Colorado Shooting

Keeping My Peace: Reflections on The Dark Knights Rises Shootings

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My seven-year-old son is a super hero fiend. He knows them all. He knows the good guys and their enemies. He knows if they are DC or Marvel. He can give anyone who’s willing to listen, a detailed description of a super hero, his past and how he became a super hero.

My husband, my son, and I recently went to see The Dark Knight Rises.

I cried for the first 20 minutes, imagining what the people in the theatre in Colorado must have gone through. Every time someone would leave his or her seat, or an usher would walk through, it made me flinch. I kept scanning the theater for anything out of the ordinary. I ended up having an anxiety attack but I refused to leave the theater. I just kept breathing.

The Colorado shooting, during which a gunman opened fire at a midnight showing of The Dark Knight Rises (killing 12 people  and wounding 59 others) affected me differently than other similar tragedies in which gunmen opened fire on an unsuspecting crowd. Tragedies such as this obviously make me sad, but the Colorado shooting, in particular, affected me on a deeper level. It took me a while to figure out why.

The shooting in the Safeway parking lot in 2011, in which U.S. Representative Gabrielle Giffords and eighteen other people were shot and the recent  shooting rampage at the Sikh Temple in Wisconsin that killed six and wounded others, were both senseless tragedies. I felt incredibly sad for the victims and their families. I was affected while also being somewhat removed from the situation. I’ve never been to a Safeway Store and I’ve never been to a Sikh Temple.

I have been to the movies. It’s supposed to be a happy place to take your family.  It’s a place to go to escape into the world of fun and fantasy, if only for a few hours.  I’ve seen every major super hero movie produced over the past two years with my son and my husband by my side.  This is the link that makes the Colorado shootings so much more devastating to me on a personal level.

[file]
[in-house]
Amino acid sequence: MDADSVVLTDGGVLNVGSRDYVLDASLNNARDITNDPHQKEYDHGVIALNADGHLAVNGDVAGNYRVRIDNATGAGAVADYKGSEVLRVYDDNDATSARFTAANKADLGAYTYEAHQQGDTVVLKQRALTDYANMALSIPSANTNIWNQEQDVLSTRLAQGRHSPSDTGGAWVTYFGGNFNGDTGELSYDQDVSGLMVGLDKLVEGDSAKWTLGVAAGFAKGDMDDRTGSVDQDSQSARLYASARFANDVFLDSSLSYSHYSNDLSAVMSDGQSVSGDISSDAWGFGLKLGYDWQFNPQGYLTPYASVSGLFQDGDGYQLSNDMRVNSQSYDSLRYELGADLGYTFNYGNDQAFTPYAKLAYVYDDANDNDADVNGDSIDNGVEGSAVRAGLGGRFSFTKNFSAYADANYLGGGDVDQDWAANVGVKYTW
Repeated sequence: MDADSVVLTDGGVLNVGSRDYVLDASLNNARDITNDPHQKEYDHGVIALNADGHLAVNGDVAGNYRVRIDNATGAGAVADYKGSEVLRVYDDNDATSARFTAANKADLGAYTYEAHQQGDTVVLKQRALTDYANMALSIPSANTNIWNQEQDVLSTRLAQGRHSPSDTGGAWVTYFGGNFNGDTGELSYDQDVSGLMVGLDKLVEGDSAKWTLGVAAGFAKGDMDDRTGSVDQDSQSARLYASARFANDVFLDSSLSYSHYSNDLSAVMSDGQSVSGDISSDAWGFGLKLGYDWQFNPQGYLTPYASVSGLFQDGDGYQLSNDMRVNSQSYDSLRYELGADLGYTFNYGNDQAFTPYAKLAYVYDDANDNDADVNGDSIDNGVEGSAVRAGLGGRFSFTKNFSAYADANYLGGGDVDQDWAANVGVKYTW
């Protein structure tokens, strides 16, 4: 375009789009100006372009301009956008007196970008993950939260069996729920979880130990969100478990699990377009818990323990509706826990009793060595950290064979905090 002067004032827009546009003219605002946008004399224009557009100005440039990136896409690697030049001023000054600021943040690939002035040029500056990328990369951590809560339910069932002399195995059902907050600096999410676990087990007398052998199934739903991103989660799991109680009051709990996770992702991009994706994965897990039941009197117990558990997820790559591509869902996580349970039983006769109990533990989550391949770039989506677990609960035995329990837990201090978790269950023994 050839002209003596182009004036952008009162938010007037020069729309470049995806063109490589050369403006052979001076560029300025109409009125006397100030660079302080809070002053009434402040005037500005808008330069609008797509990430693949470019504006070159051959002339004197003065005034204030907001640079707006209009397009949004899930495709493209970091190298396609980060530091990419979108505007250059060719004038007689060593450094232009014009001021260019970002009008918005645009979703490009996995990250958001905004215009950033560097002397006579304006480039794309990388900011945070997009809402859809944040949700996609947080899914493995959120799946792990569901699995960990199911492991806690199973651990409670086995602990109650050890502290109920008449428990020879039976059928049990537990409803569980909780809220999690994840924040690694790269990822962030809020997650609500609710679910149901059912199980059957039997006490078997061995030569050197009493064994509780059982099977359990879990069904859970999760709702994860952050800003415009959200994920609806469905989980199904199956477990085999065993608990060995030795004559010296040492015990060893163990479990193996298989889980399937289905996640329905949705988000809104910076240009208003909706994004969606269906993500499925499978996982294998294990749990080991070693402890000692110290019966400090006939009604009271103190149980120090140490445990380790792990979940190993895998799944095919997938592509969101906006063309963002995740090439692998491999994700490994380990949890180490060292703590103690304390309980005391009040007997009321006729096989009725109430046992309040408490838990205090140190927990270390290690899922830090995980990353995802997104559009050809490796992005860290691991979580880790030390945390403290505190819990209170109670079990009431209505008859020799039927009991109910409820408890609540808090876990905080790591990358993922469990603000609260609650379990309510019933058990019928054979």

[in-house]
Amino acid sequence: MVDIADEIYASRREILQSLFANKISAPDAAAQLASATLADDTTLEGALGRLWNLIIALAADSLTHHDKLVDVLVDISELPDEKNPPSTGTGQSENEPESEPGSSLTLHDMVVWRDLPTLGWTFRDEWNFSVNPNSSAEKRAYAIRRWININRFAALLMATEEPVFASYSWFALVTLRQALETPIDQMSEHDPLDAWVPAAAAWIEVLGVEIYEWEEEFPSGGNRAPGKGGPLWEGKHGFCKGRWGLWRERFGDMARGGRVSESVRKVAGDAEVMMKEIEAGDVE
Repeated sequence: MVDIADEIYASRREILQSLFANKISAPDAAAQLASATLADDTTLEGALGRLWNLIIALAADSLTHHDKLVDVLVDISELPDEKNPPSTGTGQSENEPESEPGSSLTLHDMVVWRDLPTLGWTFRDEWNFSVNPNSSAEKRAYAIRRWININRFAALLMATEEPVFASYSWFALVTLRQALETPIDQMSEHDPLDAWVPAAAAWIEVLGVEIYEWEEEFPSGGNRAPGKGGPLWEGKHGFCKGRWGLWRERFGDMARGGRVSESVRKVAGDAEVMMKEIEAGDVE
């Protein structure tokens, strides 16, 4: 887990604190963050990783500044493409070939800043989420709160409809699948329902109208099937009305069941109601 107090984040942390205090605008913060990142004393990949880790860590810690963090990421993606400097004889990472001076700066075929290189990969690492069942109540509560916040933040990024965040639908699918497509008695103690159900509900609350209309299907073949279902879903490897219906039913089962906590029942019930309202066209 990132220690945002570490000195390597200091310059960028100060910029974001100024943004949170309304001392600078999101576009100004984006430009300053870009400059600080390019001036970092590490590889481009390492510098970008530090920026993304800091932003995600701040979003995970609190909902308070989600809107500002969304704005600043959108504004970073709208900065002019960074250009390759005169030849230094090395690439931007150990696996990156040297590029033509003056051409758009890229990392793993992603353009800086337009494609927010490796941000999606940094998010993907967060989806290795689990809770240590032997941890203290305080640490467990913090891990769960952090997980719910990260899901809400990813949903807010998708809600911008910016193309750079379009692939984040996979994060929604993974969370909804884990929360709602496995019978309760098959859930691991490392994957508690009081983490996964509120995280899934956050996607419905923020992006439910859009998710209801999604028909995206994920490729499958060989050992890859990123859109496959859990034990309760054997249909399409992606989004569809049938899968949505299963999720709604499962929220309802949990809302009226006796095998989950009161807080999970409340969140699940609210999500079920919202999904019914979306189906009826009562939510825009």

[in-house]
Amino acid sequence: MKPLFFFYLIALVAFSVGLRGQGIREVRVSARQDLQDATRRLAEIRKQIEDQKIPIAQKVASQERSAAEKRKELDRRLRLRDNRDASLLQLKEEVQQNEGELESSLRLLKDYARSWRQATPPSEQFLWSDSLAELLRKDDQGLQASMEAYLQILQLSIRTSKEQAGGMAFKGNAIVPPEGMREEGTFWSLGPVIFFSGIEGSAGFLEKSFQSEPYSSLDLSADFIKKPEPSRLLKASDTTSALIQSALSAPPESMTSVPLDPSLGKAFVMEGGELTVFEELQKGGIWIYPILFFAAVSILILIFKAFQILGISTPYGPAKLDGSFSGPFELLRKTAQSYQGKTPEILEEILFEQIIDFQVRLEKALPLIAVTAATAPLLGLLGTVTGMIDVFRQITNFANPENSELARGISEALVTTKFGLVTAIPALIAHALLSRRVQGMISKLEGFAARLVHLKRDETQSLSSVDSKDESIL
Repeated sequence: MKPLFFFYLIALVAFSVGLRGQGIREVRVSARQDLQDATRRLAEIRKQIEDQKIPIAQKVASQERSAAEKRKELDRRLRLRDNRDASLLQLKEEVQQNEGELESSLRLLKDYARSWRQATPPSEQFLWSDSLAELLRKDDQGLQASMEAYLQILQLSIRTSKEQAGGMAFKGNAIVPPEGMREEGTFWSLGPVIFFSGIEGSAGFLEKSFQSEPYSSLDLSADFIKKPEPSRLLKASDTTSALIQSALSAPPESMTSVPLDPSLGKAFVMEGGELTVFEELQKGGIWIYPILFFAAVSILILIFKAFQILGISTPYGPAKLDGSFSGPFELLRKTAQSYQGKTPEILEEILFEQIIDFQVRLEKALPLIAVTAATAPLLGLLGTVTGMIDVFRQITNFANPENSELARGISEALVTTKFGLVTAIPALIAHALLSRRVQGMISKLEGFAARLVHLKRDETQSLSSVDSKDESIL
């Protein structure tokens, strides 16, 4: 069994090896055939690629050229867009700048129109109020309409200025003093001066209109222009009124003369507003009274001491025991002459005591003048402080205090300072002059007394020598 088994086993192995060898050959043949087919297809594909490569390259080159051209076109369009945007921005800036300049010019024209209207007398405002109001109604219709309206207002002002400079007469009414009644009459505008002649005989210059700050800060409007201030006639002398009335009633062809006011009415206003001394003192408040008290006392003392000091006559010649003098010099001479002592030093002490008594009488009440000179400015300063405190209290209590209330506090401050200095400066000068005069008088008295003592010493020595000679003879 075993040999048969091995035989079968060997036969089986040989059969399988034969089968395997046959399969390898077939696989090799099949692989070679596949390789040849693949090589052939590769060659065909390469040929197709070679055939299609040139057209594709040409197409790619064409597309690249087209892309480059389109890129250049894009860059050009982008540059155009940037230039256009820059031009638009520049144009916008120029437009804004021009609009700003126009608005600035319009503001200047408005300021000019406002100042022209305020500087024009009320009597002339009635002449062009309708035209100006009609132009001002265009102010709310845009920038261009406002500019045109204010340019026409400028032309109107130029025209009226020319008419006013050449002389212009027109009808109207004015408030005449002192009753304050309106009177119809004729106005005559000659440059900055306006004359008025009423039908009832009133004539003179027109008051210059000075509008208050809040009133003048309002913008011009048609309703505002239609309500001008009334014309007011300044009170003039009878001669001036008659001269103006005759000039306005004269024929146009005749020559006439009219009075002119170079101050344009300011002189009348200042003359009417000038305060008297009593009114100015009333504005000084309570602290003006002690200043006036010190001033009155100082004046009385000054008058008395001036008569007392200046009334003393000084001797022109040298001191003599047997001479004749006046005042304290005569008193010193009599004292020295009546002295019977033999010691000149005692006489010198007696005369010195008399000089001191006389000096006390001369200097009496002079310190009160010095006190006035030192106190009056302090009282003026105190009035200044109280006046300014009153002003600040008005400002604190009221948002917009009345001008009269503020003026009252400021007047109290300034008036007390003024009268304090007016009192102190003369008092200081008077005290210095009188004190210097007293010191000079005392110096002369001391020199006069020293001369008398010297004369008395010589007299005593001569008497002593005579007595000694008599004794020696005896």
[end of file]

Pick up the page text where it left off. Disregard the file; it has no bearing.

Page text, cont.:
The shooter took so much from the victims and the survivors. Will the survivors ever be able to return to a movie theater? Do the commercials for The Dark Knight Rises send them into instant panic?  Has he ruined super hero lore for the innocent children involved?

I know he took lives and peace of mind and more than we’ll ever truly understand. I wanted to leave the theater because of what he did to those families in Colorado. I wanted to cry and to be angry and to try to avoid the hurt that I felt for the victims.

I did cry.  I will probably always cry when I think of the shock and horror and shear violence of the incident. What I won’t do is let the shooter take anything from my family and me. It would probably be easier if I’d just avoid taking my son to see his favorite characters on the big screen. I wouldn’t have to think of the pain that those families went through and will continue to go through, probably for the rest of their lives. I won’t give the murderer that.

It’s a small offering, and maybe to some it seems insignificant, but I won’t let him have my peace. I will hold on to it, even if it’s only by the very tips of my fingers. It is my peace and he cannot have it.

My heart is broken for the families involved in the tragedy. I hope someday they will be able to take their peace back from the murderer who so violently stole it.

NOTE:  The names of the gunmen were purposefully omitted from this writing. I will not glorify them.

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